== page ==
9. Apparatus as defined in claim 8 wherein said amplitude adjusting means further includes a plurality of impedance means in circuit relationship with said controllable means and a summing point, each of said impedance means being assigned to a frequency of interest and having a prescribed component value determined in accordance with the attenuation versus frequency characteristic of the low-pass filter for adjusting the amplitude of said pulsating signal at the assigned frequency of interest so that the sine-wave output from said filter has a predetermined amplitude.

10. Apparatus as defined in claim 9 wherein said controllable means includes a plurality of controllable gate means in circuit relationship with the pulsating signal generating apparatus and in one-to-one circuit relationship withsaid impedance means, each of said controllable gate means being responsive to a supplied control signal for supplying a version of said pulsating signal to an associated one of said impedance means.

11. Apparatus as defined in claim 10 wherein each of said controllable gate means is a logic gate having a plurality of inputs and an output, said logic gates being responsive to predetermined signals supplied to said inputs to yield a high state output for a first predetermined combination of input signals, a low state output for a second predetermined combination of input signals and an open circuit state output for a third predetermined combination of input signals, said pulsating signal being supplied to one of said inputs and said control signals being selectively supplied to another of said inputs.

12. Apparatus as defined in claim 7 wherein the apparatus for converting the pulse signals from the digital signal source to pulsating signals includes means responsive to the pulse signals for generating a pulsating signal having a substantially rectangular waveform in which the pulse width of at least the initial pulse of said pulsating signal at each frequency of interest is less than the pulse width of subsequent pulses of said pulsating signal, the pulse width of said initial pulse and the pulse width of said subsequent pulses being in a prescribed relationship for minimizing transient signal components in the resulting output from the filter.

13. Digital apparatus for generating multifrequency signals including combinations of a plurality of frequencies of interest which comprises:

a low-pass filter having a predetermined attenuation versus frequency characteristic in which the corner frequency of said filter characteristic is at a frequency less than the highest frequency of interest;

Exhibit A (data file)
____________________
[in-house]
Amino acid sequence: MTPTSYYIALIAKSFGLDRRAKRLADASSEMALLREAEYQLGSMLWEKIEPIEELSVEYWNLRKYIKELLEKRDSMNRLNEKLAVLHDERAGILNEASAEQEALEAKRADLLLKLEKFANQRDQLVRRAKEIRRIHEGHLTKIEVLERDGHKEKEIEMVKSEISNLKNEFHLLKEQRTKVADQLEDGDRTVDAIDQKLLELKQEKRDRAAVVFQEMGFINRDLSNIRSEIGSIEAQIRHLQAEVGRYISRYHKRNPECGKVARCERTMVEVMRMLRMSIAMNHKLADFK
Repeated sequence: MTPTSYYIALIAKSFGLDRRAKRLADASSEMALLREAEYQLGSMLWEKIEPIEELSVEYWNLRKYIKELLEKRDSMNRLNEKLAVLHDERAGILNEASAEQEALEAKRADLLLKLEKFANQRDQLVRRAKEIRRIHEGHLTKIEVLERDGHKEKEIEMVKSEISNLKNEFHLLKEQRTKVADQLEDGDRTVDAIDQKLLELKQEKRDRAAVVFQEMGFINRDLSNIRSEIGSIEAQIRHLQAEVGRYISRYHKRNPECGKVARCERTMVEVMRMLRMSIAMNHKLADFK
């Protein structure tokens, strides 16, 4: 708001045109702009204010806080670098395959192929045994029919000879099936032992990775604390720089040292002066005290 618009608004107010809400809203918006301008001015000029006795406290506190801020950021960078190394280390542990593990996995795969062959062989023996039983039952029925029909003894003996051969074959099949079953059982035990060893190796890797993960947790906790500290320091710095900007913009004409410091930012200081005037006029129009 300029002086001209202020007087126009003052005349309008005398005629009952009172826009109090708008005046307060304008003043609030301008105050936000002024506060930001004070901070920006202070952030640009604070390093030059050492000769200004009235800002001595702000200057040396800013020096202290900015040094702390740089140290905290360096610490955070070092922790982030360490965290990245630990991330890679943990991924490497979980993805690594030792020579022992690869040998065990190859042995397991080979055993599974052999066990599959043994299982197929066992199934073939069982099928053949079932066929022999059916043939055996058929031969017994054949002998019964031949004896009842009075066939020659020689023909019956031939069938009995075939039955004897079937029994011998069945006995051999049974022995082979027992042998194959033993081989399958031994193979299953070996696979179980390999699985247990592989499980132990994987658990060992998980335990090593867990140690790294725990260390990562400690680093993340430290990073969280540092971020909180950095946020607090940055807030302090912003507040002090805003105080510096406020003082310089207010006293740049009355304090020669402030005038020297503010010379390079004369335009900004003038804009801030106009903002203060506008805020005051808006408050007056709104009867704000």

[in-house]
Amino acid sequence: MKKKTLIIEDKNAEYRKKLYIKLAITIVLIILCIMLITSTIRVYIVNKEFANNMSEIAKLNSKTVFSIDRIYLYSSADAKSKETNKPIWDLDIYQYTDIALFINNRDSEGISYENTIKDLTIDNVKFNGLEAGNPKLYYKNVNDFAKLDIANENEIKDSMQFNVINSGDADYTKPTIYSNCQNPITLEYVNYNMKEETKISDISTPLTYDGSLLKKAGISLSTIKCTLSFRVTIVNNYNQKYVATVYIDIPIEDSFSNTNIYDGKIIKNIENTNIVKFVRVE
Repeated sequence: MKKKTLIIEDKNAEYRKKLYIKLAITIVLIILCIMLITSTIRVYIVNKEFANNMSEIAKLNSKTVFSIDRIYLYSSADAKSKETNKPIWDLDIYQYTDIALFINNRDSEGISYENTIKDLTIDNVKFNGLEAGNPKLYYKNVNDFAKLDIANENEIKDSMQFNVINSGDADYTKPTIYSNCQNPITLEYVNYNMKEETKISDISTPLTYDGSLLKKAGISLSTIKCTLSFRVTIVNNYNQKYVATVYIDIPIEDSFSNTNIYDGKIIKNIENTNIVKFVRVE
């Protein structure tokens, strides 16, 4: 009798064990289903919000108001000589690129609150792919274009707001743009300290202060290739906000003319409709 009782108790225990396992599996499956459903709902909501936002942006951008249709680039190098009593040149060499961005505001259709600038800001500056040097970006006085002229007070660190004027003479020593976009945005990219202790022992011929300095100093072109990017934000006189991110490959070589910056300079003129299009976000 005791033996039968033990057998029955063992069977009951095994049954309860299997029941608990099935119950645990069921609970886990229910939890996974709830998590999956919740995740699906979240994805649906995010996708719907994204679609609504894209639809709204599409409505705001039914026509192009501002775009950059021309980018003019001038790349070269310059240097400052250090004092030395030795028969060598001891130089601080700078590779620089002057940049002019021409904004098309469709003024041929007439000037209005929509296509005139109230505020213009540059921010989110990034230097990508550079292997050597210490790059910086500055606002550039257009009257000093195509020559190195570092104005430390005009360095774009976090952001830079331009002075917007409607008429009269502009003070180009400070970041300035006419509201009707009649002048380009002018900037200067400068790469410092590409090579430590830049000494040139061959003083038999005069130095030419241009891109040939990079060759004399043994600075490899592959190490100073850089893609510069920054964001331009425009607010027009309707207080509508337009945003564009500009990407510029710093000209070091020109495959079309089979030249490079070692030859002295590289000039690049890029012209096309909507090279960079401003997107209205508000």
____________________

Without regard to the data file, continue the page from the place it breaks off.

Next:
at least first and second controllable means supplied with clock pulses at a pre-established rate and being responsive to individual control signals for selectively generating pulsating signals at ones of said frequencies of interest corresponding to the supplied control signals, each of said controllable means including means for adjusting the amplitude of said pulsating signals at each frequency of interest to be a predetermined level, the predetermined level associated with each frequency of interest being determined in accordance with the attenuation versus frequency characteristic of said lowpass filter so that the amplitude of the output from said filter is a constant level for all frequencies of interest; and

means for combining the pulsating signals from said at least first and second controllable means, the resultant combined signal being supplied to said lowpass filter.

14. Apparatus as defined in claim 13 wherein each of said controllable means further includes a programmable digital counter supplied with said clock pulses and responsive to said control signals for generating pulse signals at individual ones of the frequencies of interest and means for converting said pulse signals into pulsating signals having a substantially rectangular waveshape and a fundamental frequency at the frequency of interest being generated.

15. Apparatus as defined in claim 13 wherein the frequency of the pulse signal output from each of said digital counters of said first and second controllable means is at least four times the frequency of the signal being generated, and wherein said converting means includes digital means for dividing the pulse output from said counter by said at least four and means responsive to said control signals for setting said divider to a prescribed initial state at each frequency of interest and controllable gate means in circuit with said digital diplied to said filter.

UNITED STATES PATENT @FFEQE mER -Tmm'm @F CORREC'EWN Patent No. 3,838,348 Dated September 2 4, 197

lnventofls) David A. Peznuttj It is certified that error appearsin the abpveridentified patent and that said Letters Patenbare hereby corrected as shown below:

Column, 3, line H-tgadd --FIG. 7 depicts the tri-state logic NAND gate used in the circuit of FIG. l.---.

Column 9, line 1 4, "mounting- 1 shoulde read .-counti1f1g.

Signed and fiealed this 26th day of November 1974.

(SEAL) Atteetz MCCOY M. GIBSON JR, 1 c. MARSHALL DANN Arresting Officer Commissioner 95 Patents FORM P0405) (w'ss) bscoMM-De scan-ps9 fi' 5. QDVERNMENI PRINTING OFFICE 19.9 0-368-38L

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Referenced by
Citing PatentFiling datePublication dateApplicantTitle
US4021654 *Jun 11, 1975May 3, 1977Paradyne, Inc.Digital filter
US4151472 *Nov 14, 1977Apr 24, 1979Kokusai Electric Company, Ltd.Selective calling circuit employing controlled power supply therefor
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US6212229 *Dec 16, 1998Apr 3, 2001General Dynamics Government Systems CorporationAdaptive pre-emphasis technique
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Classifications
U.S. Classification327/115, 327/558, 327/129
International ClassificationH03B28/00, H03B19/00, H04M1/50, H04M1/26
Cooperative ClassificationH03B28/00, H04M1/505
European ClassificationH03B28/00, H04M1/50A